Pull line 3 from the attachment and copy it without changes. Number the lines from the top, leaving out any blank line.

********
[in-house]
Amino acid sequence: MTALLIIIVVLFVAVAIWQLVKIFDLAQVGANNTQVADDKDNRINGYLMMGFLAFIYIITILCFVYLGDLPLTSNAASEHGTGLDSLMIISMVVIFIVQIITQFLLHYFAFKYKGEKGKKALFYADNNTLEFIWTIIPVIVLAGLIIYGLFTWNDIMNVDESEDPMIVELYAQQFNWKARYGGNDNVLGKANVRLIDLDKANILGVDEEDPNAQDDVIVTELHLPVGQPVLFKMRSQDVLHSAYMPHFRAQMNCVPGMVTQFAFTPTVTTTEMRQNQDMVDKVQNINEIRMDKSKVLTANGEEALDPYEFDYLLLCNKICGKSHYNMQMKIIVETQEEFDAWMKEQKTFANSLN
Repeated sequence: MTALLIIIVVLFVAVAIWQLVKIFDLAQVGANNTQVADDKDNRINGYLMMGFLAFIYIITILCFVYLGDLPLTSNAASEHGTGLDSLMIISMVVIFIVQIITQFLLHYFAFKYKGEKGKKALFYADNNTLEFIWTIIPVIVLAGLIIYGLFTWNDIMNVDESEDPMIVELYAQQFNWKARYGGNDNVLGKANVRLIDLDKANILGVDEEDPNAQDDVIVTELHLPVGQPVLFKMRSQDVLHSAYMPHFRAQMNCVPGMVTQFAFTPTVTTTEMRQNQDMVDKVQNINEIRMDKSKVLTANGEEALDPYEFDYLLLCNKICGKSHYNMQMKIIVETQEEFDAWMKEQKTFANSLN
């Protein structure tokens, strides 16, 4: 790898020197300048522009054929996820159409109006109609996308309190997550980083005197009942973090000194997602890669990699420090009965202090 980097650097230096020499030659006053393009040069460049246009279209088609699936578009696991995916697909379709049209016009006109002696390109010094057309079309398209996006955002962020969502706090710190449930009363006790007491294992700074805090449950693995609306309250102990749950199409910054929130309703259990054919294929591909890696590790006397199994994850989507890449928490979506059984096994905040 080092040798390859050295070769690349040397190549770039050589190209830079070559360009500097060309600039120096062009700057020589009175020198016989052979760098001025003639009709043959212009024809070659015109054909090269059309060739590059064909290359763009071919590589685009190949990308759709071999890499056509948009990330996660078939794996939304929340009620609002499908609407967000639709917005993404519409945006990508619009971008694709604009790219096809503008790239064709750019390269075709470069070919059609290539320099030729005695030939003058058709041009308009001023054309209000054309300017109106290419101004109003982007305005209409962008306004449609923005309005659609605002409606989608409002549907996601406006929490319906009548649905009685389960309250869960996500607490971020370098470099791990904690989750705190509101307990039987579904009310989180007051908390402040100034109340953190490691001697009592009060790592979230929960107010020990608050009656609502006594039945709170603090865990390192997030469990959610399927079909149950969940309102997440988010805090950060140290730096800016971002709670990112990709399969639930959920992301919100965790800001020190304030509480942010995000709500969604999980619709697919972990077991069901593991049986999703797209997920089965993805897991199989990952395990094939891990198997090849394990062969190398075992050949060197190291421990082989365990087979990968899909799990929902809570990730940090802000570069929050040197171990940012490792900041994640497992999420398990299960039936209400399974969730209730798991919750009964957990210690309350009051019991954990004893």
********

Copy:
Repeated sequence: MTALLIIIVVLFVAVAIWQLVKIFDLAQVGANNTQVADDKDNRINGYLMMGFLAFIYIITILCFVYLGDLPLTSNAASEHGTGLDSLMIISMVVIFIVQIITQFLLHYFAFKYKGEKGKKALFYADNNTLEFIWTIIPVIVLAGLIIYGLFTWNDIMNVDESEDPMIVELYAQQFNWKARYGGNDNVLGKANVRLIDLDKANILGVDEEDPNAQDDVIVTELHLPVGQPVLFKMRSQDVLHSAYMPHFRAQMNCVPGMVTQFAFTPTVTTTEMRQNQDMVDKVQNINEIRMDKSKVLTANGEEALDPYEFDYLLLCNKICGKSHYNMQMKIIVETQEEFDAWMKEQKTFANSLN